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Banquet will honor educator

By JON WILSON
Published May 16, 2007


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When Vyrle Davis began his Pinellas County teaching career in 1960 at 16th Street Junior High, teachers were expected to raise $25 to pay for basic supplies like pencils and paper.

It was a common practice for black teachers during the segregation era, when Davis started in education.

When he retired in 1995, he was serving as one of the highest ranked administrators in the school system. Rather than go quietly to the easy chair, Davis embarked on a second career as a community activist while continuing his advocacy for young people.

Friends and colleagues are honoring Davis on Saturday at a 6 p.m. banquet at the Hilton St. Petersburg Bayfront, 333 First St. S.

Gov. Charlie Crist, who attended St. Petersburg High when Davis was principal, is expected to attend.

Davis, 73, reminisced this week, at times emotionally, as he looked back on his dual careers.

"There were some great years, and some good kids, " he said. "I just look back over my career and I'm so happy things have been done. And people have been so good to me."

David Welch, himself a community leader and former City Council member, has known Davis, a Tampa native, all his life. They still lunch together frequently at places like Munch's and the Ballet Cafe.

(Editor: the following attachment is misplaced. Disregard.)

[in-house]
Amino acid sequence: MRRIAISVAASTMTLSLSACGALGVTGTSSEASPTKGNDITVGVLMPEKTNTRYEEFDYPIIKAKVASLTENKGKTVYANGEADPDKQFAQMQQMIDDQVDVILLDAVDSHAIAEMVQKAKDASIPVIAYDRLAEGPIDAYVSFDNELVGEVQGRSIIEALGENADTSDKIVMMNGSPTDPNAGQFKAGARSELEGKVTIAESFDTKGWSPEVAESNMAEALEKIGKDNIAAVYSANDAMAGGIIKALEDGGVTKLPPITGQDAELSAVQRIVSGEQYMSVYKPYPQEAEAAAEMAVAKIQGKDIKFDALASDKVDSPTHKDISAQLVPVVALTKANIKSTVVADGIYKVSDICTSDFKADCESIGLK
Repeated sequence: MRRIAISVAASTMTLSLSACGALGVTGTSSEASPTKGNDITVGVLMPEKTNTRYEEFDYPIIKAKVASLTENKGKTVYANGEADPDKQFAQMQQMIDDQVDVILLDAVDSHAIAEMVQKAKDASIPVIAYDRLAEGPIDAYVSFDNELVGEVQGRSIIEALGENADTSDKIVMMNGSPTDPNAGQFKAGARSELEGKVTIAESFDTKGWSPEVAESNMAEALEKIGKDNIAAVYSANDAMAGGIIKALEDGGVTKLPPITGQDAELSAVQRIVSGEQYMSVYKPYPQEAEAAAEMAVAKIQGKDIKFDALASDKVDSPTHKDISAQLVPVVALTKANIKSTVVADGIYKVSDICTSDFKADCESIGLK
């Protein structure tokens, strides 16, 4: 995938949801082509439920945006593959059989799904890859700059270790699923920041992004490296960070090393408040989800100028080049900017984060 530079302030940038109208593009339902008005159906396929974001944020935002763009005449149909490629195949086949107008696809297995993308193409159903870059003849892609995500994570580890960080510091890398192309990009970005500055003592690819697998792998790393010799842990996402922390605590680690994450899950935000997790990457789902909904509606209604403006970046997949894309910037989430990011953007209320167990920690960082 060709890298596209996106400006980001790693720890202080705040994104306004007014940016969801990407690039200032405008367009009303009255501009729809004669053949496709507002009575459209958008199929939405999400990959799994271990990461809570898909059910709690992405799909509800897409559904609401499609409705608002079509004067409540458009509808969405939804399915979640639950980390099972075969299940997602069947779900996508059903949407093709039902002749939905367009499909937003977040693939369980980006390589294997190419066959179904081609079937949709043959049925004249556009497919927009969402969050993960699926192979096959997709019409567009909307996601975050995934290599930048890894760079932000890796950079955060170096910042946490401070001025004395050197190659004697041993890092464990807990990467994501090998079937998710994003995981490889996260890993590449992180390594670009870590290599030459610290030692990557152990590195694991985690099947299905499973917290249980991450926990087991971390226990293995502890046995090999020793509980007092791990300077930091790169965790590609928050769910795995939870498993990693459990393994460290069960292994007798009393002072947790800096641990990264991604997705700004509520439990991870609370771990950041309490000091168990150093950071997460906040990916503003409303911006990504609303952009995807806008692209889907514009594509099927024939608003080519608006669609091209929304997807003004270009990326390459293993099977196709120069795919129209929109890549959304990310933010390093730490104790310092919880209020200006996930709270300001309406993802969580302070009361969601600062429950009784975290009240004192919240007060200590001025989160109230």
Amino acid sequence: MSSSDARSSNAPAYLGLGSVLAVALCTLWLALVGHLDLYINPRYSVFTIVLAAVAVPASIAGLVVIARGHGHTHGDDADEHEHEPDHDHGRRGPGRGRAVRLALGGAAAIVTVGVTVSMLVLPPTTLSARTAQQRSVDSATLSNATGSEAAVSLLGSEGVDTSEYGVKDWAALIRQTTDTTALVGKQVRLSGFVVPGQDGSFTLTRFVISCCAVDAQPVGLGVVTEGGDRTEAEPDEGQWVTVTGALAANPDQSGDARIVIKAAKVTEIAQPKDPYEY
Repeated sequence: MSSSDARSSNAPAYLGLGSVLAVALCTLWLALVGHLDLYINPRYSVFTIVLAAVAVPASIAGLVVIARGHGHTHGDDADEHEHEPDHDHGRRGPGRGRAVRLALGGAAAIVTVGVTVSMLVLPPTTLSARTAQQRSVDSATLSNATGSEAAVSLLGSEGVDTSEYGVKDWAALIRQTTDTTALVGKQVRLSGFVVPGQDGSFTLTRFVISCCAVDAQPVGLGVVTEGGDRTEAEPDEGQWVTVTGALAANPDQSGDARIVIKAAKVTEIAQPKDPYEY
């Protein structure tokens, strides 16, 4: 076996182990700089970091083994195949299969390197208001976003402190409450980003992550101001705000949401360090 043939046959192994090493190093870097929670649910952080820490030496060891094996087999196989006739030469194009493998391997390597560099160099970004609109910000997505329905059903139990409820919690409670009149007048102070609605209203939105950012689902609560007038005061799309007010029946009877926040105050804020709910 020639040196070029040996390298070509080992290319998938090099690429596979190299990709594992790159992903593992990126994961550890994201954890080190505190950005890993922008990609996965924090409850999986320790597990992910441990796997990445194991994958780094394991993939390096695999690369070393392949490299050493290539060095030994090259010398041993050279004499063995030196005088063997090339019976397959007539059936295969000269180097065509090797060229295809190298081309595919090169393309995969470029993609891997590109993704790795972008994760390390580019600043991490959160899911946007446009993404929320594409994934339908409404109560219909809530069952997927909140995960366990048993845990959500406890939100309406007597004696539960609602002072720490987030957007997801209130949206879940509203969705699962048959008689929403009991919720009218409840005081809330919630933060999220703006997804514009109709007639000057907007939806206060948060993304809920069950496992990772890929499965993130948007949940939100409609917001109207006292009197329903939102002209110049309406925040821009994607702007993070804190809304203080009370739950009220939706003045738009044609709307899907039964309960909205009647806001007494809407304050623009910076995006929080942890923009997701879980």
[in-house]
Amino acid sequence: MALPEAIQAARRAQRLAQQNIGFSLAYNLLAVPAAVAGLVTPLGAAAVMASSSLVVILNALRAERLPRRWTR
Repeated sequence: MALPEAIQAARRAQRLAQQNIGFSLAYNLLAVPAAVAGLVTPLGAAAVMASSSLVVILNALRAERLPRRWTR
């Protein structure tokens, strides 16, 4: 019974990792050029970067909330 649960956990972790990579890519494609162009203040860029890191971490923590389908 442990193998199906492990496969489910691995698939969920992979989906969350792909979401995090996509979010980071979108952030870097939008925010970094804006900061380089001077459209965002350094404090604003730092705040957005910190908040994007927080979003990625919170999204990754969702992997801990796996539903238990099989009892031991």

"Energetic and committed, " Welch said of his friend.

But he has another side, said Doris Swangles, a political activist who, with Davis and others, founded the African-American Voters Research and Education Committee.

"I found him to be a very kind person, " Swangles said. "There was a time after an AAVREC meeting when I had trouble with my car. It was the battery. He brought jump cords. That was a part of him I hadn't seen or expected."

Davis has served as the group's co-chair during most of its existence.

Perhaps his proudest moments, though, involve organizing groups to help youngsters: Ebony Scholars and 500 Role Models for Excellence, for example.

"He's done a lot of super things for the school system and for the community, " said Bob Safransky, a former colleague. "He's done a lot to help make St. Petersburg a better place for everybody to live."

Another thing about Davis people don't generally know: His first name is Phoenix.

Davis roared with laughter when a reporter told him he had learned that fact.

"That's supposed to be a secret, " he said.

"(Channel 10 news anchor) Reginald Roundtree is the emcee Saturday, " Davis said. "He'll be having fun with that."

VYRLE DAVIS

Career highlights

1960: Married Mozell Reese, began teaching at 16th Street Elementary and Junior High School (now John Hopkins Middle School.)

1971-73: Assistant principal, Gibbs High School.

1973-83: Principal, St. Petersburg High School.

1983-86: Operations director, Pinellas County schools.

1984: Founded Ebony Scholars motivational program.

1991: Founded Ebony Scholars Academic Club

1986-1995: Area school superintendent.

1996: Co-founded African-American Voters Registration and Education Committee.

1998: Founded Concerned Organizations for Quality Education for Black Students.

[Last modified May 15, 2007, 21:08:15]


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